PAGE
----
Secondly, it just needs the improved 1.8 coming shortly and/or we need an SRi with the 1.4. Previously, the 1.4 turbo wasn't coming out of Bupyeong, but it is now, in the Trax, Mokka and Encore. Now that the Cruze SRi is moving up, there's room for this.
With this little torque monster (and we know that combo is supported in the US-market LTZ Sonics with the electric steering and ESC/TC code) this thing would be a real rocket-powered rollerskate, and a genuine Polo GTI-worrier. Chuck in the sixspeed manual, this would be no mild beep-beep Barina - it would turn into a real chickenhawk! The chassis is now locked-down, the brakes are a bolt-on, the parts are on the shelf. Oh, and a nice stainless polished exhaust tip, or better yet, a bluey/honey titanium unit.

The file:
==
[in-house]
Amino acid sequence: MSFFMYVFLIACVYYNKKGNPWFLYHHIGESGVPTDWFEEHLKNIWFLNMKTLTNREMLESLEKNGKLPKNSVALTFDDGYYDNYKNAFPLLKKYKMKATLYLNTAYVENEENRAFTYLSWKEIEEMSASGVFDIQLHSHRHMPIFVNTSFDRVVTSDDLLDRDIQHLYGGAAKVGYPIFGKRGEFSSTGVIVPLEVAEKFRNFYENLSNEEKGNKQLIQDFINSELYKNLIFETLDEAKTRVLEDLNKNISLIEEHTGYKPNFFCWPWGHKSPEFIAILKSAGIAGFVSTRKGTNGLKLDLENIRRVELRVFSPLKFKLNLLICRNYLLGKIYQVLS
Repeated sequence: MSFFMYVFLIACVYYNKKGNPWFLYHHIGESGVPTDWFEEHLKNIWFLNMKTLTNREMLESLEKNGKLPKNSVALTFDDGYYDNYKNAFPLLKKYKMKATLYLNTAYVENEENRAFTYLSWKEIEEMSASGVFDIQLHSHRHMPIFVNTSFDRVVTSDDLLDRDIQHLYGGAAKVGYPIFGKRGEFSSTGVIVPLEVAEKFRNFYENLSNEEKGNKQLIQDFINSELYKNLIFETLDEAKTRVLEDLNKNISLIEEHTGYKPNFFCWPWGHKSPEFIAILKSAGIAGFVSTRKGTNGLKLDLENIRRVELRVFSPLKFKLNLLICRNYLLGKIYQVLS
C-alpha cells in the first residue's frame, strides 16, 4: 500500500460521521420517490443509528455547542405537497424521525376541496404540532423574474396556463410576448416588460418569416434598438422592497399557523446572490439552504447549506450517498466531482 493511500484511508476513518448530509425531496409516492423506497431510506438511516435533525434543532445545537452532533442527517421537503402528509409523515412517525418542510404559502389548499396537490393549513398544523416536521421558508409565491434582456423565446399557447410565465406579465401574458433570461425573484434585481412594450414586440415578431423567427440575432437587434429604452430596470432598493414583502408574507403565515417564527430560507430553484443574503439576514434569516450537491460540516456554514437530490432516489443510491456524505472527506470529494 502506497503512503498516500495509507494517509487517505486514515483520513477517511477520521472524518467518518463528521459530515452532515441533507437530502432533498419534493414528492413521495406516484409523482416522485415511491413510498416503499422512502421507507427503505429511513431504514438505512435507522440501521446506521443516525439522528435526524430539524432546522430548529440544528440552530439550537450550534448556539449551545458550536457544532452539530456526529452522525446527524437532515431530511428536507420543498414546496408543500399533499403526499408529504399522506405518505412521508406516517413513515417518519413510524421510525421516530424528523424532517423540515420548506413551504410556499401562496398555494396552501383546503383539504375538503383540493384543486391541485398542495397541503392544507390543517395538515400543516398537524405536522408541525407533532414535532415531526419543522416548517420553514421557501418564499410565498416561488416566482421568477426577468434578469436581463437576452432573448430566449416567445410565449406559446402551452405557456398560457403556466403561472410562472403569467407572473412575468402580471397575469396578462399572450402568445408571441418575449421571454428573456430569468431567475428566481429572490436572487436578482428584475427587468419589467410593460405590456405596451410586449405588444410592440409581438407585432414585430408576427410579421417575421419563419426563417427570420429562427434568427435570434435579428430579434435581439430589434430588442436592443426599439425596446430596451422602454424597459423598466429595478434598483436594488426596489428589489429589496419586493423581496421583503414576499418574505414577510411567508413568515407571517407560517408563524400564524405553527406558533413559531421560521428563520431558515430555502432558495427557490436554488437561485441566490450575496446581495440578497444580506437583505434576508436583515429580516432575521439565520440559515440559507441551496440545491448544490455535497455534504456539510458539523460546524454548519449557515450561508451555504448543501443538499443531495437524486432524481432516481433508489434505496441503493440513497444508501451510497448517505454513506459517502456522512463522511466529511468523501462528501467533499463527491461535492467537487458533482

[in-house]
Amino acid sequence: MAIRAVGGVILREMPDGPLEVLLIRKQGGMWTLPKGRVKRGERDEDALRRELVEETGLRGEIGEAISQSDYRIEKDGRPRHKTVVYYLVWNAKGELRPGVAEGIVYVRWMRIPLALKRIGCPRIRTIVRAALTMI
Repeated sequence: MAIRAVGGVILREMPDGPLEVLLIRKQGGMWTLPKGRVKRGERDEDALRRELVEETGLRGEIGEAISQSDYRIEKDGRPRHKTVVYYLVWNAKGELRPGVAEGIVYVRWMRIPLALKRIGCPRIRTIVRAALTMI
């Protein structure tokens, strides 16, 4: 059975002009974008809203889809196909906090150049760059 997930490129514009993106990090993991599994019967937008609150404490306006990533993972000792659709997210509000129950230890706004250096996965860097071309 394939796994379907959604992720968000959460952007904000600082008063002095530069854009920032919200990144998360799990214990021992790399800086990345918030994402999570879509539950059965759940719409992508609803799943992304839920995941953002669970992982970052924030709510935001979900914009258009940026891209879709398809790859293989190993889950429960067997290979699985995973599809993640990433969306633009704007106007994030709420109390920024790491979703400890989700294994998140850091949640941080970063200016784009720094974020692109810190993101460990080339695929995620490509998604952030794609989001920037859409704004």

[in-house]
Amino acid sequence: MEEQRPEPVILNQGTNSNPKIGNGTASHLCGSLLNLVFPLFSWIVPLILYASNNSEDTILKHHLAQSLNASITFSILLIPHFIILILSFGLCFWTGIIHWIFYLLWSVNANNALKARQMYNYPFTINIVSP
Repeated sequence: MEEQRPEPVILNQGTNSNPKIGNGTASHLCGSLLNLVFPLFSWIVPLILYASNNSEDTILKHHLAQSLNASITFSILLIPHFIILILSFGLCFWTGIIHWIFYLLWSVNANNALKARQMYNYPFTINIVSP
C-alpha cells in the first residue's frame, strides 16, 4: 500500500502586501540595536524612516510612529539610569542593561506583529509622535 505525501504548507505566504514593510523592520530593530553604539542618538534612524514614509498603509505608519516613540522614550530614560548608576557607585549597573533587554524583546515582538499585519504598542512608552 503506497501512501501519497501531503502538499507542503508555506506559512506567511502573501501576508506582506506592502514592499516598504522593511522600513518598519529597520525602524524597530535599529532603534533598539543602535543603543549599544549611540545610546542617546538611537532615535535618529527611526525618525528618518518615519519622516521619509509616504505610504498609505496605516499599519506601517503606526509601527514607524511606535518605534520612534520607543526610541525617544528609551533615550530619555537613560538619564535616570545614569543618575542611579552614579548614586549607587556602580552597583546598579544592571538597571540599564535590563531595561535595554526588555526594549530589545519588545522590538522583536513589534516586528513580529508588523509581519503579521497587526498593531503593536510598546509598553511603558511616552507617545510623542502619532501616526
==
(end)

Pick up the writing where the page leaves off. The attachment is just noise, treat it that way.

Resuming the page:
C'mon, Holden - you know you want to! I offer to do the development driving........
- Better, sportier seats. Pleather actually cool and comfortable.
- Now a scalpel in the twisties and tight corners. Good steering feel, balance.
- Marginally improved in economy, but way more fun to punt quickly.
- MyLink on limited exposure works well - easy and intuitive. Great screen, graphics
- Looks the part with 17s and lower ride height.
- Not really expensive considering content.
- Not all may like firmer suspension which can bang on sharp bumps.
- Chassis needs more power to shine - need an SRi, Mr Holden.
- Trans can feel like the Energiser Bunny if driver is clumsy.
- Really love a manual version.
- Should have discs in back.
Claimed Economy - 6.4 L/100km
Price: $20,990 + ORC.